Hazony’s essay, adapted and published at The American Mind, was first delivered as lecture at Harvard Law School entitled “A Confederacy of Prodigies: On the Ascendancy of Reason and the Extinction of Conservatism in America.”
Although I don’t understand what Mr. Hazony means in his original title, “A Confederacy of Prodigies,” I get his subtitle, the point of which is that it is reason that has killed or is killing American conservatism. Concerning his argument, which became the essay adapted for The American Mind, a few observations.
Hazony’s is not a new argument. He is well aware that the attack on “Enlightenment rationalism” has a long pedigree, including Edmund Burke, but the attack was more furiously and unrestrainedly pressed on the Continent by such thinkers as Joseph de Maistre. Burke’s criticism was modulated by his simultaneous embrace of natural law or the “genuine rights of man.” Hazony has his own version of that modulation, to which I’ll come in a moment.
Though he is aware of the European tradition of defending tradition against “Enlightenment rationalist political theories” with their reliance on “reason alone,” he doesn’t mention or even allude to the long tradition of American conservatives doing the same—Russell Kirk, Richard Weaver, and Mel Bradford, for example, each with a different spin on the argument, and each illustrating some of the unique difficulties the argument faces in the American context. Each was an opponent of the New Deal, incidentally. Hence Hazony’s choice of a hero of traditionalist American conservatism is an odd one: Franklin D. Roosevelt.
FDR’s foreign policy was better than his domestic policy, but it is still unlikely that he “knew,” as Hazony writes, that America “would have to fight not only Nazism…but possibly Soviet Communism as well.” To put it mildly, FDR thought the Nazis and the Communists were two very different problems.
The speech Hazony comments on, the 1939 State of the Union, was one of FDR’s more religious ones, but even here, FDR’s rhetoric insisted that the “God-fearing democracies” would have to have up-to-date social programs to be worthy of divine favor. Without the New Deal or its equivalent, as he made plain five years later in his 1944 Annual Message, American democracy would be hardly distinguishable from fascism. As Roosevelt put it, “[I]f history were to repeat itself and we were to return to the so-called ‘normalcy’ of the 1920s—then it is certain that even though we shall have conquered our enemies on the battlefields abroad, we shall have yielded to the spirit of Fascism here at home.”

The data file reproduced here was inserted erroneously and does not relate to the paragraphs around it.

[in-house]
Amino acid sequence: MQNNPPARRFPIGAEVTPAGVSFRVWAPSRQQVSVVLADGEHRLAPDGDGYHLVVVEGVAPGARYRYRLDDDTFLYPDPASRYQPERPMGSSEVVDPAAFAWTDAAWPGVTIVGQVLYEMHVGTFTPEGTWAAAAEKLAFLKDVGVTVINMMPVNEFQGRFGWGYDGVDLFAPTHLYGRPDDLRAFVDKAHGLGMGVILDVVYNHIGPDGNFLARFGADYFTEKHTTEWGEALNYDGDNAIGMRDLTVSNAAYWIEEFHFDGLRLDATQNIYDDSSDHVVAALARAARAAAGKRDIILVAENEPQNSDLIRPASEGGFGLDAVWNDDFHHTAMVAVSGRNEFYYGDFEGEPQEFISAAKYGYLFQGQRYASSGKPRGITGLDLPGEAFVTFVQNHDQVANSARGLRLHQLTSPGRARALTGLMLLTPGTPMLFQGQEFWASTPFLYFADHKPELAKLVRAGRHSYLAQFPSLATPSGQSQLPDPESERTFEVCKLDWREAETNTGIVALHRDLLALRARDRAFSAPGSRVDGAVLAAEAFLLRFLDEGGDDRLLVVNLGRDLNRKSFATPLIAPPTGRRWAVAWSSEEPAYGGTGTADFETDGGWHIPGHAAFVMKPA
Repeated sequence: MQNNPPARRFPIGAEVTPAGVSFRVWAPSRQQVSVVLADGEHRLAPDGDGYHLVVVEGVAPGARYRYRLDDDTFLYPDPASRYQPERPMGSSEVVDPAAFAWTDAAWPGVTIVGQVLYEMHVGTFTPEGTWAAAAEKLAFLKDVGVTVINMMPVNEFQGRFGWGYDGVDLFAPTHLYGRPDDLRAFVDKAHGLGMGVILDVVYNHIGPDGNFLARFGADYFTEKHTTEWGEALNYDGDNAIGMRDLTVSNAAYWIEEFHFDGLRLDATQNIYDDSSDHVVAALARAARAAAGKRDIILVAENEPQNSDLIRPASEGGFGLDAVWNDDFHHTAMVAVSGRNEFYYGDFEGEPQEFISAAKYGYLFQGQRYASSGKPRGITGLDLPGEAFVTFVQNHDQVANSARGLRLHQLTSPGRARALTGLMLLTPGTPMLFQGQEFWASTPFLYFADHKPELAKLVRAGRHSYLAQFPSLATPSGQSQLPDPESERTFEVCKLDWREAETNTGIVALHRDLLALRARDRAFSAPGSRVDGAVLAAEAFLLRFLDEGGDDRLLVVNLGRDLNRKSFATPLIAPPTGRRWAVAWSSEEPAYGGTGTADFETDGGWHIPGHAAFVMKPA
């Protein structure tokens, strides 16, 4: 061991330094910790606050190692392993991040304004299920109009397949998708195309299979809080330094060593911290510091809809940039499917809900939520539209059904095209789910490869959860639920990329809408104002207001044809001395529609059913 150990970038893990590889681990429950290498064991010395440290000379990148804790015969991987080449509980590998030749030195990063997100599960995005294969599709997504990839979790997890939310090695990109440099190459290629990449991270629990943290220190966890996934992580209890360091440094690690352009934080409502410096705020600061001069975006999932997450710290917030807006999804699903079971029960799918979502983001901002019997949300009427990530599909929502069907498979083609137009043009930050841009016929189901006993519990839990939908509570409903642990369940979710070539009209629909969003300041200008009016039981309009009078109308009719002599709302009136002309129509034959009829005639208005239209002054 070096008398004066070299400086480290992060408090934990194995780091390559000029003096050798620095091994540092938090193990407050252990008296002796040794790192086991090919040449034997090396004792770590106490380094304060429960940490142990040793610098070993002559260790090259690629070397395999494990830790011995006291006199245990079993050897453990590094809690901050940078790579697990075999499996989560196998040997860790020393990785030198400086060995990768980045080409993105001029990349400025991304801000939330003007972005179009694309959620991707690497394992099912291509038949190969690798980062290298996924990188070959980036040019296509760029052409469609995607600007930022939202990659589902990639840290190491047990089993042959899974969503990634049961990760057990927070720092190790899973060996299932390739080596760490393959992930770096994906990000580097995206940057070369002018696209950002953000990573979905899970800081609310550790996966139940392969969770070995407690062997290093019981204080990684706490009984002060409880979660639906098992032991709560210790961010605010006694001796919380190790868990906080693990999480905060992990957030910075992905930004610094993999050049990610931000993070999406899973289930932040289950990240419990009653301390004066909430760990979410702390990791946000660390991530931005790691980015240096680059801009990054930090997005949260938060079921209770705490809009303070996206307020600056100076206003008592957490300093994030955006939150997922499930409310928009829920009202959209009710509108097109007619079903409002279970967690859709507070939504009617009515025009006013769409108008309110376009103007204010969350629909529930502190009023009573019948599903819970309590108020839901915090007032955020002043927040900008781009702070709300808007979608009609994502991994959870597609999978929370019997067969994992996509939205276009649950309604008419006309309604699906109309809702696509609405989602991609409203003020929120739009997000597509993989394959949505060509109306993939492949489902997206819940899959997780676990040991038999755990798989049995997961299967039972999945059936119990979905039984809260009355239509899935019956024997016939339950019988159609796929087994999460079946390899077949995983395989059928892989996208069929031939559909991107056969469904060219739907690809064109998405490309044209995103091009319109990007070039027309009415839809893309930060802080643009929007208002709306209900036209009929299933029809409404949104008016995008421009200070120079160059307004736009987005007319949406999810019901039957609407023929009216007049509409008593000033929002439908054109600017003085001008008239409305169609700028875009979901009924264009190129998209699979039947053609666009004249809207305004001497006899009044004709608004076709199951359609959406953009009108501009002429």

Yet the target of Hazony’s critique is not really Enlightenment rationalism, it is “conservative rationalism,” the futile, foolish, and self-defeating efforts by Catholic natural law thinkers and Straussian scholars, among others, to appeal to “universal reason” themselves and for conservative purposes. In general, he writes, “conservative rationalism has failed,” both by not making things better and indeed by making them worse. By “endorsing the methods and assumptions of Enlightenment rationalism, conservative rationalism has contributed something to the calamity,” leaving once-healthy traditions “largely without defenders.” These conservative theorists didn’t see that any appeal to “universal reason” would play into the Enlightenment’s hands. But why? Is there no other kind of reason besides universal or Enlightenment reason? Hazony does not quite say.
His long quotation from John Selden, the 17thcentury English jurist and expert on the Hebrew scriptures and polity, does not prove what he means it to prove. Selden is not criticizing “Enlightenment rationalist claims,” he is objecting to the ancient philosophers’ varying opinions on the nature of good and evil, just and unjust. This variety was well known to the ancients, and formed the subject of several of Cicero’s dialogues. Variety is not chaos, however, and Selden exaggerates the extent of these philosophical disagreements. Even the teachers and schools of thought that denied any form of natural justice or right (Carneades being a prime example) did not deny the naturalness, and reasonableness, of other virtues like courage, moderation, and, above all, wisdom. But again, it is the faculty of reason itself, taken alone, not “Enlightenment rationalism,” that the Englishman criticizes.
By reason “free and untrammeled” Selden meant without the saving guidance of divine and human law—not merely without the guidance of a prevailing tradition. (And, of course, it takes reason to understand and interpret those laws, which is how a tradition of repeated readings of them develops.) Selden’s point of criticism is the confusing variety of possible interpretations of the laws of nature. Hazony’s point is the quite different one that Enlightenment rationalism drives always in the same direction, toward greater “freedom” and less “constraint.” The problem for Hazony is not an embarrassing variety of disagreements that leaves reason to some extent permanently skeptical of itself; but Enlightenment reason’s arrogant, unyielding confidence in its “perpetual revolution” that “has no stopping point” short of despotism.